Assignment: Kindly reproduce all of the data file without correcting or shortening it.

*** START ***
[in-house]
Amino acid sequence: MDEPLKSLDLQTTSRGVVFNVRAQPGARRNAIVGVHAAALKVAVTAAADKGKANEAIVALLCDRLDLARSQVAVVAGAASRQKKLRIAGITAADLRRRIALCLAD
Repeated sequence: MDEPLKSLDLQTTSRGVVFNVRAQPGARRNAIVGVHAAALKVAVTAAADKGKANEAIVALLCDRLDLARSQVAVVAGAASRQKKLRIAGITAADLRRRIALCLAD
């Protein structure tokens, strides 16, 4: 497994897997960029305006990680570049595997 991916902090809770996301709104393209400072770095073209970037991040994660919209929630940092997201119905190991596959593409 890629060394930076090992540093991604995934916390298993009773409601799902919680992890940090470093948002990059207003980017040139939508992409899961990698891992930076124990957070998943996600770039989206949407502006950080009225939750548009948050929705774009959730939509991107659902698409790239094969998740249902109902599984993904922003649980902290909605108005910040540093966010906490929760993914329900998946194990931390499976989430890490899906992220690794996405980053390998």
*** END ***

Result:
[in-house]
Amino acid sequence: MDEPLKSLDLQTTSRGVVFNVRAQPGARRNAIVGVHAAALKVAVTAAADKGKANEAIVALLCDRLDLARSQVAVVAGAASRQKKLRIAGITAADLRRRIALCLAD
Repeated sequence: MDEPLKSLDLQTTSRGVVFNVRAQPGARRNAIVGVHAAALKVAVTAAADKGKANEAIVALLCDRLDLARSQVAVVAGAASRQKKLRIAGITAADLRRRIALCLAD
């Protein structure tokens, strides 16, 4: 497994897997960029305006990680570049595997 991916902090809770996301709104393209400072770095073209970037991040994660919209929630940092997201119905190991596959593409 890629060394930076090992540093991604995934916390298993009773409601799902919680992890940090470093948002990059207003980017040139939508992409899961990698891992930076124990957070998943996600770039989206949407502006950080009225939750548009948050929705774009959730939509991107659902698409790239094969998740249902109902599984993904922003649980902290909605108005910040540093966010906490929760993914329900998946194990931390499976989430890490899906992220690794996405980053390998």